Friday, 4 March 2016

Undiscovered Owls - A Sound Approach Guide (Magnus Robb & The Sound Approach)

Undiscovered Owls - A Sound Approach Guide
For once, I'm not on the pulse of modern day publishing as this book was originally launched a year ago. Indeed, I attended the launch in the Netherlands. It was a fascinating day of presentations by the various major contributors to the book. Amongst the speakers were Mark Constantine (the main man of A Sound Approach), Killian Mullarney and Magnus Robb. All gave insightful accounts behind the initial ideas and construction of the book.

Owls are an enigmatic family of birds. How many of us regularly see owls? The answer is that many of us don't with fleeting glimpses of birds flashing across car headlights being the best that many of us can attain. It is true: owls are not the easiest of birds to study. What this book has boldly done is to present owls in a whole new light, if you will excuse the rubbish pun. The authors set about recording the owl species in Europe, North Africa and the Middle East and in the process they discovered new calls from species that we thought we knew well. They have made the suggestion that the Great Grey Owl of northern Europe be split from the Great Grey Owl of arctic North America and be re-named Lapland Owl. They even succeded in discovering a new owl species, the Omani Owl.

The book comes replete with four cd's containing the calls of the owls - a truly fascinating collection of sounds - that in the engaging text are deciphered and graphically described in sonograms. This is not a throwaway book that you refer to just once. It is a tome that will pique interest and will draw you to explore your environs under the cover of darkness to discover the owls in your neighbourhood.

I applaud A Sound Approach for their ground breaking work.

Undiscovered Owls - A Sound Approach Guide is available from Wildsounds

Wednesday, 2 March 2016

Waiting for spring in Mérida

So far, I have been spending a fair amount of time in Extremadura, Spain and in particular it's capital city, Mérida. I have a lot of familiarity with the city having visited it for the past six years. During that time I have amassed a city list of 72 species thus far.
 The view from the Roman Bridge looking west
Mérida is a small city of 100,000 or so inhabitants and is essentially surrounded by countryside. Most tourists visit the city to see its rich Roman heritage as there are plenty of ruins around, not least the Roman Bridge - the world's longest of its kind. It cuts across the Guadiana River seperating the old town from the more recent part of the city on the westside.
 The view from the bridge looking east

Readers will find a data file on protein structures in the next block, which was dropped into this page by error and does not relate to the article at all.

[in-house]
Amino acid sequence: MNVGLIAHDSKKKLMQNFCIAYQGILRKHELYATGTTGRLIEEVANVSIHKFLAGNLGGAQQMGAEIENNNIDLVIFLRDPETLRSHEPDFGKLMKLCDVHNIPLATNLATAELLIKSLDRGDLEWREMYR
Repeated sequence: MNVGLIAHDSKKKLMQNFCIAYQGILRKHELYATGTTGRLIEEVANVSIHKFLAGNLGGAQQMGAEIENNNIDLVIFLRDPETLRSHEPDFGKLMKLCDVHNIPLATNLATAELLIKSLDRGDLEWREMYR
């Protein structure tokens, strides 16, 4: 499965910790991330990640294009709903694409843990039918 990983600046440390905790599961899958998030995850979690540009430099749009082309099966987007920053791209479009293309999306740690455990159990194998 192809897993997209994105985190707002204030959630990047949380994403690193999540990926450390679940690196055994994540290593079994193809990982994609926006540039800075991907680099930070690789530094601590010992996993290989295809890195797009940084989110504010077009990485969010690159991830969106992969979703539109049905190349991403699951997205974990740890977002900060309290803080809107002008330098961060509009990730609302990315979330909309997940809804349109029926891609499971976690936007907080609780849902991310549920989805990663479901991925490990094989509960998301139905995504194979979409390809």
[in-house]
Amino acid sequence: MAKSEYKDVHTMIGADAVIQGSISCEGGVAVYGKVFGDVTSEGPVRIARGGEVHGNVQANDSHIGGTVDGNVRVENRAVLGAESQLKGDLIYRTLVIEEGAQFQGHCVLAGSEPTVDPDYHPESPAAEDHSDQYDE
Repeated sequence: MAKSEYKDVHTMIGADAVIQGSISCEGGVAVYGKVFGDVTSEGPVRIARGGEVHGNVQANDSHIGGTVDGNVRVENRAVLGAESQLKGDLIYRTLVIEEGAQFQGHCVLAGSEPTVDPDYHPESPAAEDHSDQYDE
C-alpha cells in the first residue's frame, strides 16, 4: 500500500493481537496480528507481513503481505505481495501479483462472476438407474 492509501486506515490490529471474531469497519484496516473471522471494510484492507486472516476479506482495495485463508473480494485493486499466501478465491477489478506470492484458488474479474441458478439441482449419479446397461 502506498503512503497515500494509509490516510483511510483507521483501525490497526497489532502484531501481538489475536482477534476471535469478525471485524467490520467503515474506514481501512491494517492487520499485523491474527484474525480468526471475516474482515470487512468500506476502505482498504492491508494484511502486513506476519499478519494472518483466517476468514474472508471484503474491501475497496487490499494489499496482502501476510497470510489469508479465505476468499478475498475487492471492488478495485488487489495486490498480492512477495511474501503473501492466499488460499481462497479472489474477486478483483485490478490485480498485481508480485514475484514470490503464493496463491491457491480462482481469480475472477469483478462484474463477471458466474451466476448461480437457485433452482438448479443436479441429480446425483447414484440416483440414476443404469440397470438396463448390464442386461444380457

Birders also come here, primarily to stand on the Roman Bridge to search for Purple Gallinules foraging alongside the reedbeds. It is indeed, one of the best places in the whole of Extremadura for this oversided moorhen.
 Looking south towards the Roman Bridge
Currently the water levels are artificially low because the local council are clearing the margins of a Water Hyacinth, a virulent invasive alien plant that has been choking everything in its path.
 An ancient house exposed due to the low water levels
The draining has created some interesting looking muddy margins that I was hoping would have yielded a few waders. Instead, I have only been treated to a Common Sandpiper once and a scarce  Pied Wagtail or two.
 Wasteland by the Iron Bridge
My patch is essentially the riverbank on the western side of the Guadiana from the Roman Bridge to the Iron Bridge (a railway bridge) 1.5 miles north downstream. There's an interesting area of land that is currently being churned up by bulldozers. Despite that there are some small areas of thick vegetation, muddy puddles and piles of compost. All looking very inviting to passing migrants. The compost heaps have been crawling with Chiffchaffs with at least 30 snapping up the insects the other day.

I have flushed Snipe and found two Little Ringed Plover from the muddy pools and in the vegetated bits I've watched Hawfinch, Sardinian Warbler, Cetti's Warbler and Spanish Sparrow. From the Iron Bridge sing Spotless Starling and on a reeded island in the middle of the river a pair of Marsh Harriers display.

Anyway, here are a selection of the birds that I have seen in the last month - and spring is not even here yet!
 Crag Martin
 House Martin
 Crested Lark
 Corn Bunting 
 Spanish Sparrow
 Iberian Grey Shrike
 Meadow Pipit
 A leucistic Collared Dove